As an expectant expat, there’s a lot of thought required when choosing baby names. If you speak the language, but with a “foreign” sounding accent, chances are, the way you pronounce your kids’ names will be a little foreign too.
When thinking of names for my three offspring, a handful of possibilities were immediately off the table because of pronunciation issues. Looking at the list of possibilities, I see “Paige” was briefly on one list; it lasted about three seconds not so much because of my English accent but because most of my in-laws are Texan, which would have rendered the name more like “Pige” to my ears. In addition, I’m from the north east of England, where her name could easily have become “Peeyage” in the thick Geordie accent.Rory, a name I love, was also briefly considered until my American husband pointed out that it might be an “r” too many for most Americans. Personally, I think this was probably a ruse to get the name off the list.
Similarly, with my youngest, we thought long and hard about naming him Paul – a big family name, and now his middle name. In the end I just couldn’t bear the thought of the conversation that would ensue:
Other person – “So what’s the baby’s name?”
Me (British Accent) – “Paul”.
OP – “Pole?”
Me – “No, Paul”.
OP – (Confused look). “I don’t know that name. Where is it from?”
Me – “Erm, it’s Paul. You know like Paul Newman, Paul McCartney…”.
OP- (Lightbulb.) “Oh… Pol”.
Nick Spencer, a Brit in Chicago and owner of Spencer’s Jolly Posh Foods, is married to an American and a new father to baby Cecily. Nick recollected – “I wanted to avoid names beginning with O as there is little difference between the American pronunciation of O’s and A’s….”. This is especially true in the mid-west where an “O” sounds like an “A” to the uninitiated. The White Sox baseball team is actually pronounced White Sax in British English, Joch becomes Jack and Oscar sounds more like Asker. A variation on the “O” problem, as Nick explains, is found with “Olivia… which goes from a robust “o” sound to a nasal “arlivia”. Of course, “arlivia” in that example, has to be pronounced the British way, without sounding out the “r”.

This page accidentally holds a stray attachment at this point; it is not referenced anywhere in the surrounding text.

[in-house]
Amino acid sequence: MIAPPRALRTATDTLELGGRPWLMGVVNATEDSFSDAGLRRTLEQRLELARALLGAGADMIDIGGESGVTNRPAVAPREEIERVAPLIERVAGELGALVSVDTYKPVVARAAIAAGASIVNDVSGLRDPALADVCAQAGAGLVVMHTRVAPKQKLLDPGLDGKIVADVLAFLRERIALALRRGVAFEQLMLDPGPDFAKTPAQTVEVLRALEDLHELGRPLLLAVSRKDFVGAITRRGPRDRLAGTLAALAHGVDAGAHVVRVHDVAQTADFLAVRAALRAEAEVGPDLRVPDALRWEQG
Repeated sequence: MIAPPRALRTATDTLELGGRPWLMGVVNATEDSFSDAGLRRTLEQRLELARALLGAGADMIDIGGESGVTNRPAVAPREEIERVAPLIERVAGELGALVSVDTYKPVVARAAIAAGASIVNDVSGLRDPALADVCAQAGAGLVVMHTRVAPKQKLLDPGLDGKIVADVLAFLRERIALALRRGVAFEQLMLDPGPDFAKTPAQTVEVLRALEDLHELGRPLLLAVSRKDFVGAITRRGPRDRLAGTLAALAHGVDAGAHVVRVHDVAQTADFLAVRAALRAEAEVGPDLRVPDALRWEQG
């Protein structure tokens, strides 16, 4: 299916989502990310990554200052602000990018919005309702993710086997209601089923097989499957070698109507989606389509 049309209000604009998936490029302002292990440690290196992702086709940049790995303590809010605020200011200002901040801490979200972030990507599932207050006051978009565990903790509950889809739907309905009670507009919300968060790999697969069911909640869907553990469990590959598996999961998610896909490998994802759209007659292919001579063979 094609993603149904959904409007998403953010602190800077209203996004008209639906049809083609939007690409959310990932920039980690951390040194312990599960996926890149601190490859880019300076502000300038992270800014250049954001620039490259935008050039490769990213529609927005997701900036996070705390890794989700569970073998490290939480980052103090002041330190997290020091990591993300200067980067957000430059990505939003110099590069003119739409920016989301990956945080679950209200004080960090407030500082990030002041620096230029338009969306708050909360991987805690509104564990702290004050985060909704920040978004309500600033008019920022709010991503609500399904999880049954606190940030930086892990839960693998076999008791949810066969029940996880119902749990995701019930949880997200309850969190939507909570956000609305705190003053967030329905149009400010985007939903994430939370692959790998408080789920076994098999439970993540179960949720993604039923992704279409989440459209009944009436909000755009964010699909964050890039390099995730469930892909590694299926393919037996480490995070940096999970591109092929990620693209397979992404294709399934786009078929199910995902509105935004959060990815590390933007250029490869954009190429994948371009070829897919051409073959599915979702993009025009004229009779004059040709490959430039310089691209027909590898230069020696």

And it seems these problems arise all over the world, between many nationalities. Nicky Pryce, a South African in Surrey, England, recently told me “I didn’t really think about it beforehand but sometimes I wish I’d never named Carrie “Carrie” … I hear everything from Kerry, Kelly, Cathy and my best, HARRY! Seriously would I name a little girl Harry? I don’t think I speak that badly and dread having to say her name as I know it’s going to take about 5 minutes of backwards and forwardsing. Sometimes I can’t be bothered to get into it and just say yes to the first thing they say.”
British blogger Potty Mummy, who has a Dutch husband, also experienced challenges –“We ended up choosing two very English-sounding names in the diminutive because we reckoned they wouldn’t be too mangled when pronounced by a Dutch person. I remember my OH came up with some shockers when we were thinking of names for our oldest – Tybault was one that comes to mind. My reaction was ” ‘T-bone’? Why would we want to call our son after a steak?” So a name which, according to my husband, is perfectly acceptable in The Netherlands (really?) never even made it onto the list…”
Sometimes you just can’t avoid the confusion surrounding a name. Take mine for example. I didn’t ask for it, I just married it – Hargis – with that “r” in the middle just waiting for the inevitable phone conversation-
Customer sales person – “Can I take the name please?”
Me – “Hargis”
CS person – Ha-a-agis?”
Me (attempting woeful American accent) – “No, Harrrrgis”.
CS person – “Can you spell that for me.”
Me – (Thinking – “Oh yes, ‘cause that will make it so much clearer”.)
“ – “It’s H – A –Rrrrrrrr –G – I – S”.
(Kids falling about in the background at my pathetic accent.)
If I’d known how much trouble I’d have with Hargis, I think I would have kept my uncomplicated maiden name.
Toni Summers Hargis is the author of "Rules, Britannia; An Insider’s Guide to Life in the United Kingdom", (St. Martin’s Press) and blogs as Expat Mum.
Read Toni's other Expat Focus articles here